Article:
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Title: Risk factors associated with hemoglobin levels and nutritional status among Brazilian children attending daycare centers in Sao Paulo city, Brazil
Authors: Oliveira, Mariana de Novaes [UNIFESP]
Martorell, Reynaldo
Nguyen, Phuong
Universidade Federal de São Paulo (UNIFESP)
Emory Univ
Keywords: Anemia
child day care center
nutritional status
risk factors
Issue Date: 1-Mar-2010
Publisher: Archivos Latinoamericanos Nutricion
Citation: Archivos Latinoamericanos De Nutricion. Caracas: Archivos Latinoamericanos Nutricion, v. 60, n. 1, p. 23-29, 2010.
Abstract: Like many other developing countries, Brazil has been going a nutritional transition which presence both malnutrition and overweight. Stunting and overweight are the major public health problems in Brazilian children. The objective of this study was to document the prevalence of stunting, overweight and anemia in preschool children and examine if those nutritional problems are related; also identify if these nutritional problems have the same risk factors. Data from the Efficient Daycare Center Project which include 270 children attending nurseries of eight daycare centers in Sao Paulo city, Brazil were used for this study. Data on height and weight were converted to z-scores using WHO anthro software. Hemoglobin (Hb) concentrations were determined on finger-prick blood samples. The co-occurrence of stunting, overweight and anemia was investigated by contingency tables a log-linear model. Univariate and multiple regression analyses were performed to estimate the association of HAZ, WAZ, WHZ and Hb levels with their risk factors. The results showed high prevalence of overweight (22.2%), risk of stunting (22.6%) and anemia (37%). Percent of daycare attendance, age, number of siblings under 5 years old and per capita income are associated with Hb levels. This study provides evidence that Brazil is going through a nutritional transition and suggest that the adoption of public policies to expand and improve services in daycare centers may help to prevent multi-nutritional problems in preschool children.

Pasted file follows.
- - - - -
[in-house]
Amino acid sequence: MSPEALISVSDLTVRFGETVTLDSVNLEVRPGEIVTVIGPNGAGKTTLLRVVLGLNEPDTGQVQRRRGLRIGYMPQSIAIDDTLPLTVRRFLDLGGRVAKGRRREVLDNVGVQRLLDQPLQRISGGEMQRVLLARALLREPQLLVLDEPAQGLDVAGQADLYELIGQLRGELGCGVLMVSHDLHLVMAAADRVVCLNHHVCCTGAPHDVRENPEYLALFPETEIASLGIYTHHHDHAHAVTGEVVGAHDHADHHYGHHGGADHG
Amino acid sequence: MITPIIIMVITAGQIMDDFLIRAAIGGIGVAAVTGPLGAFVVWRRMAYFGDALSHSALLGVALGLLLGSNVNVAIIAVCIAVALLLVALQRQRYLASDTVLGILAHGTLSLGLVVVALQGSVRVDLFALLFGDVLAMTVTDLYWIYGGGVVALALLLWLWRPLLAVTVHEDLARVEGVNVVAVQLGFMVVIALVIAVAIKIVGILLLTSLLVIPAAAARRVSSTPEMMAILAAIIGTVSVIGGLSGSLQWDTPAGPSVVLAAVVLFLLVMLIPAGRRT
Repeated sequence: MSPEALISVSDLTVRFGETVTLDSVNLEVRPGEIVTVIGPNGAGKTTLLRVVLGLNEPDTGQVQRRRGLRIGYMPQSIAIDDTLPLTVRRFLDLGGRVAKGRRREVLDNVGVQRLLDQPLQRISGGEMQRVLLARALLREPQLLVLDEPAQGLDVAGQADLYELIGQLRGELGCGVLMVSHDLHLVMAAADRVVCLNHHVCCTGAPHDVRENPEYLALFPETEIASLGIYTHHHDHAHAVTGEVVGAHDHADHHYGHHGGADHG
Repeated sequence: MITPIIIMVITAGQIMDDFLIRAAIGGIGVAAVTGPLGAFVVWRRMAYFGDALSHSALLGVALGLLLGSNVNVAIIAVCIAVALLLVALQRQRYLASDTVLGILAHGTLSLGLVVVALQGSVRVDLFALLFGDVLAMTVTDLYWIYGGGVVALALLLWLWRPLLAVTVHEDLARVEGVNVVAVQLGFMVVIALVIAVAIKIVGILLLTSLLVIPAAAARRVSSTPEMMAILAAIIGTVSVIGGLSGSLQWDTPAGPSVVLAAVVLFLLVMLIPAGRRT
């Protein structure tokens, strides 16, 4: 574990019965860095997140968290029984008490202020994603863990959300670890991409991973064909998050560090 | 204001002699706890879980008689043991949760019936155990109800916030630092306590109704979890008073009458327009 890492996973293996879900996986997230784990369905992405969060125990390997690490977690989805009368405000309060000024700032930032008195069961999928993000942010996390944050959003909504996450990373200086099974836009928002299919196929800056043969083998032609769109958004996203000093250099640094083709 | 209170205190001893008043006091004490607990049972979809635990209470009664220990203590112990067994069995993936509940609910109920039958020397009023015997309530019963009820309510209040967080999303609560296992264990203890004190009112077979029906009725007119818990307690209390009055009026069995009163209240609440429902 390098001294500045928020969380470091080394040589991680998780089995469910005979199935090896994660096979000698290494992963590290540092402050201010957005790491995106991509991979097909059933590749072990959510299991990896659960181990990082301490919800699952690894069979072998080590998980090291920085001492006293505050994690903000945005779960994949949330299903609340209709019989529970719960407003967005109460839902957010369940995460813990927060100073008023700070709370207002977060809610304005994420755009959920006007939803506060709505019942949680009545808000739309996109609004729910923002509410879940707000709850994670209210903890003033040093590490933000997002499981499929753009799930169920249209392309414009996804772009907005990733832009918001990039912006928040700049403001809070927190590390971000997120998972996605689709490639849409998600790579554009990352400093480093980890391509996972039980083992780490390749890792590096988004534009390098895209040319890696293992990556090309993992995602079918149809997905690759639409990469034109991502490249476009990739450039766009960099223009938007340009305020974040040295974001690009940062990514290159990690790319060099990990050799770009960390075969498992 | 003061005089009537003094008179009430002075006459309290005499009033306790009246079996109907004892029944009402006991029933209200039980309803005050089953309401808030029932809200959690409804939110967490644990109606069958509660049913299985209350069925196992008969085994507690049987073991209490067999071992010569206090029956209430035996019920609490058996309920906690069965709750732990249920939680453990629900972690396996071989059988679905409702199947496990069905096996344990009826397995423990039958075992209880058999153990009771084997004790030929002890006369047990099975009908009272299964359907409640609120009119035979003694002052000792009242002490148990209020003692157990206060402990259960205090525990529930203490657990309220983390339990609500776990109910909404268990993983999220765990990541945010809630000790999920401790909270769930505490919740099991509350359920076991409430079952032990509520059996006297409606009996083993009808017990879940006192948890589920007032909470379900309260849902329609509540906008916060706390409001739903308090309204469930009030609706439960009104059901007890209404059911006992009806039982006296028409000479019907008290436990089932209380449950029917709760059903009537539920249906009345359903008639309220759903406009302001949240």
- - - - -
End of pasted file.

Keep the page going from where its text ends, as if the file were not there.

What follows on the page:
ISSN: 0004-0622
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